In English, the word ginger is used for a color, namely for ‘a reddish-yellow or orange-brown color, resembling that of dried and powdered ginger’, especially ‘with reference to hair, fur, plumage, etc.’ (OED, sense 5b). This includes, for instance, ‘a cat with primarily orange-colored fur, typically marked with stripes; a ginger cat’ (OED, sense 5c). Also, colloquially and mostly in Britain, ginger is used as a noun or adjective for ‘a reddish-yellow or (light) orange-brown hair, typically characterized by pale skin and freckles; (more generally) any person with reddish hair’, as well as for a person with such hair, ‘frequently as a nickname’ (OED, sense 5a), e.g. She has ginger hair (Sp. Es pelirroja or Tiene el pelo rojo). This hair coloration is caused by a recessive gene, which expresses itself when a person gets two copies of it, one from each parent. The OED adds that this use of ginger is ‘sometimes derogatory, reflecting negative attitudes towards red-headed people’ (see below). This sense of the word is sometimes derogatorily pronounced [’ʤɪŋəɹ], which rhymes with singer. In the slang of some dialects of English, the word ginger is used as an insult to refer to a homosexual man and even as a mass noun to homosexuals in general and to homosexuality (OED, sense 10).

As we said earlier, this spice is not as common in the Spanish-speaking world as in the English world and thus the word is not as common either. Sp. jengibre is not used for the color either the way Eng. ginger is, which means this sense of ginger translates as rojo ‘lit. red’, anaranjado ‘lit. orange-color’, or color zanahoria ‘lit. carrot color’ when talking about the color and rojo/a or pelirrojo/a as an adjective when talking about a red-haired person (see below). A ginger cat, on the other hand, would be gato rojizo, ‘lit. reddish cat’. The English phrase ginger ale has been borrowed into some dialects of Spanish as ginger-ale with a pronunciation that is an approximation of the English one, namely [ˈʝiɲʝeɾei̯l], not a spelling pronunciation. This word is found in the DLE, as a foreign word (extranjerismo), so it must be written in italics or within quotes as all foreign words (regardless of whether it is in the Academy’s dictionary or not).

As we just saw, the main Spanish noun or adjective for ginger hair or ginger hair person is pelirrojo/a, a compound formed with the root pel‑ of the word pelo ‘hair’, and the adjective rojo/a ‘red’, with the ‑i‑ linking vowel in the style of Latin compounds (cf. Part I, Chapter 5, §5.8.3). Other hair-color words like this one are pelirrubio/a ‘blonde-haired’ (synonym of rubio), peliblanco/a ‘white-haired’ (said of animals; equivalent to de pelo blanco), pelicano/a ‘white-haired’ (said of people; equivalent to canoso/a or con canas), pelilargo/a ‘long-haired’ (equivalent to de pelo largo), pelicorto ‘short-haired’ (equivalent to de pelo corto), and pelitieso/a ‘stiff-haired’ (equivalent to de pelo tieso).[2]

The hair color known as red hair or ginger hair is quite rare, since it is found in only about 1% of the human population and less than 5% of people of European descent. There are many different shades of red/ginger hair, including deep burgundy, bright copper (reddish-brown or auburn), burnt orange or red-orange, and strawberry blond. Ginger hair is more common among Celtic people, with around 10% of the people of Ireland, 6% of the people of Scotland, and 4% of the people of England having this color hair.[iii]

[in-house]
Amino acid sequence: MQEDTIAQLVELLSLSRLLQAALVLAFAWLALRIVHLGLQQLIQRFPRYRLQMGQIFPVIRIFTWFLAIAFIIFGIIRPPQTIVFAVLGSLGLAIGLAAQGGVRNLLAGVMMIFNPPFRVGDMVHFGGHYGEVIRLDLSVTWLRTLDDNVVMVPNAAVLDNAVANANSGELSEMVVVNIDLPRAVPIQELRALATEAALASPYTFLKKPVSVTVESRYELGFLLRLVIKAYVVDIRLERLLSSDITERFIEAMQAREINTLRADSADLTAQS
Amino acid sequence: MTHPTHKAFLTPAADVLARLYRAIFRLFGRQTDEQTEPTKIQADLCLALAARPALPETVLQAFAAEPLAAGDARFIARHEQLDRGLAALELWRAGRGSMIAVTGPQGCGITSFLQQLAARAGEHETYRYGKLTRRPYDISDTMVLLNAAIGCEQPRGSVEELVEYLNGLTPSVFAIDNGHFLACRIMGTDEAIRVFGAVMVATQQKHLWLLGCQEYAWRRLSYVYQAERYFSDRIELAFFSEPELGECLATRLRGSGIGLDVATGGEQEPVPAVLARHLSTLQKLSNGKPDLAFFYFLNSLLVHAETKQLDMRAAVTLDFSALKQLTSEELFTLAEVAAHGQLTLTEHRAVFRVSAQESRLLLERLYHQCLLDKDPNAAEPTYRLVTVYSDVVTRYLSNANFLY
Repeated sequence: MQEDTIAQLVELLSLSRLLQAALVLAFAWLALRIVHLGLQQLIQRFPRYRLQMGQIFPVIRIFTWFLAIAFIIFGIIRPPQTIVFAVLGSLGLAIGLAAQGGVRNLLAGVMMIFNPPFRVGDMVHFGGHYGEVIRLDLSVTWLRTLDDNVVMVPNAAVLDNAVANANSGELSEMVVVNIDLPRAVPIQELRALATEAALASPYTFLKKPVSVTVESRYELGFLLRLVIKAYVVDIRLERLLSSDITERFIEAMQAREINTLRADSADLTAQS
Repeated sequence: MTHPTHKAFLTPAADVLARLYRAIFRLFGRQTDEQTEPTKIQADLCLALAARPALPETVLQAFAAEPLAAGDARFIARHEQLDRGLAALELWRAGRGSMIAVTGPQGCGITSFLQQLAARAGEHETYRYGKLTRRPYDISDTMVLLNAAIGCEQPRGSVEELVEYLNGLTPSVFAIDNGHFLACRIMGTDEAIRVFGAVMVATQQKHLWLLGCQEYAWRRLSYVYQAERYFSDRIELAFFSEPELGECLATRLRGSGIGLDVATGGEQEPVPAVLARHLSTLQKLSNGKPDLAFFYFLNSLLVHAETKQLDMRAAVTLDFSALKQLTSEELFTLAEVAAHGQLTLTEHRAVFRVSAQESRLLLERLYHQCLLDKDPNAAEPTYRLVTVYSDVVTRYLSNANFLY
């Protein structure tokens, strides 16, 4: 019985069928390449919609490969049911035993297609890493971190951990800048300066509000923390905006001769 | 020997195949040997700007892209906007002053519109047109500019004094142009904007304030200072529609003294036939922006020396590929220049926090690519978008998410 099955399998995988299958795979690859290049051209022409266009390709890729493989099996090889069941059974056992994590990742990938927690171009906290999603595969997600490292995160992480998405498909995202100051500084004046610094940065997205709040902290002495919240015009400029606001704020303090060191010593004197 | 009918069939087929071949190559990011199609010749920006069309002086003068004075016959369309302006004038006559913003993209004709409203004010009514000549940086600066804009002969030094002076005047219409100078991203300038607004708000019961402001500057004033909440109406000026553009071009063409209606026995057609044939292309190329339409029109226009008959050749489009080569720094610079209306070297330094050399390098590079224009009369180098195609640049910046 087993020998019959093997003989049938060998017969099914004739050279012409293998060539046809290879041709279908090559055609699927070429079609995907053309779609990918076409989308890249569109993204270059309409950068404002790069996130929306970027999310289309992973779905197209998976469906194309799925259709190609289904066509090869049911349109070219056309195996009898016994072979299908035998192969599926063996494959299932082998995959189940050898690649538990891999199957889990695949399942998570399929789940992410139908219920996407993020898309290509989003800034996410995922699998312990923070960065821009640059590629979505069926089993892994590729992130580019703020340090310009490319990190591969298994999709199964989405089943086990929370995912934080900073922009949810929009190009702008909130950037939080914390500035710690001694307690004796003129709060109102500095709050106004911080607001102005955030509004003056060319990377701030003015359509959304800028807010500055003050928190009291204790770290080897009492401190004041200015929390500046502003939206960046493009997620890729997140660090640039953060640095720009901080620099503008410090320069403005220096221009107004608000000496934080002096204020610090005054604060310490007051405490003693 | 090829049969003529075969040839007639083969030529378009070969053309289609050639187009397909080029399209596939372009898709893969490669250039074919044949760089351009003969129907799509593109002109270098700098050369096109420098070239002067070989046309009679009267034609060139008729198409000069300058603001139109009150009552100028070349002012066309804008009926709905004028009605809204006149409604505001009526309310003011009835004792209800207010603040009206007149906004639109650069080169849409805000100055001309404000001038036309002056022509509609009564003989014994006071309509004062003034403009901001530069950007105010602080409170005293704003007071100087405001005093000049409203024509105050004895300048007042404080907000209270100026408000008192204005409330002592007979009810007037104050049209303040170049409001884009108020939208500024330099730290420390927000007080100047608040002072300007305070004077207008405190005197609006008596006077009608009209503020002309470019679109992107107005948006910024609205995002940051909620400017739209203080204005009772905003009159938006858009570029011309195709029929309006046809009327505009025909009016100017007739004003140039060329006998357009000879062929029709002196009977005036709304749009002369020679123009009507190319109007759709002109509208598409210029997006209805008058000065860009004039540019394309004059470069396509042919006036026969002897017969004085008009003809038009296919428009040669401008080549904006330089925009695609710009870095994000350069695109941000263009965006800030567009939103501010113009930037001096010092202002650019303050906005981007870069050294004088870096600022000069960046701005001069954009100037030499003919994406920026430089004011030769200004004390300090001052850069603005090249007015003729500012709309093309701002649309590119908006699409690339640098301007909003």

Ginger hair has been greatly admired at times, but it has also been feared and disparaged and redheads have been discriminated against and harassed. There are many popular stereotypes about red-haired people, known as redheads in English since the early 16th century, such as that red-haired women are very sexually active and wild or that red-haired men are quick-tempered and violent. In the Middle Ages, people with certain shades of ginger hair were associated with witches and vampires. Even Judas Iscariot, who in the Christian mythological tradition was the apostle who betrayed Jesus, is often portrayed as having red hair.

[1] The Latin noun officina is, of course, the source of Sp. oficina ‘office’, which is not strictly speaking a cognate of Eng. office despite sharing some meanings. (Traditionally, Spanish oficina refers to a place where professional administrative or managerial work is performed, whereas a professional person’s office (room) is referred to as a despacho.) English office, pronounced [ˈɔfəs] or [ˈɑfəs] in the US and [ˈɒfɪs] in Britain, is a loanword from Old French office, which is a loanword from classical Latin officium ‘task, a person’s business, duty, function, moral obligation, official position or employment’ (cf. Sp. oficio, a word that means ‘job, occupation, trade’, as well as ‘role, function’).

[2] The adjective peliagudo/a, which means ‘difficult, tricky’ when referring to a problem, and ‘thorny’ when referring to an issue or matter, seems be formed on the same pattern from pelo and agudo ‘sharp, acute’. Corominas, however, thinks that this word was probably created on the model of puntiagudo/a ‘pointed, sharp-pointed’ which would be an alteration of an unattested *puntegudo, a cognate of Catalan punxegut (same meaning), by misanalysis of the word as containing the word agudo.

[i] Sources: (left) “Koeh-146-no text” by Franz Eugen Köhler, Köhler’s Medizinal-Pflanzen - List of Koehler Images. Licensed under Public Domain via Wikimedia Commons -; (right) “Ingwer 2 fcm” by Photograph: Frank C. Müller, Baden-Baden - Self-photographed. Licensed under CC BY-SA 3.0 via Wikimedia Commons -

[ii] Source: By Anna Frodesiak - Own work, Public Domain, (2018.10.17)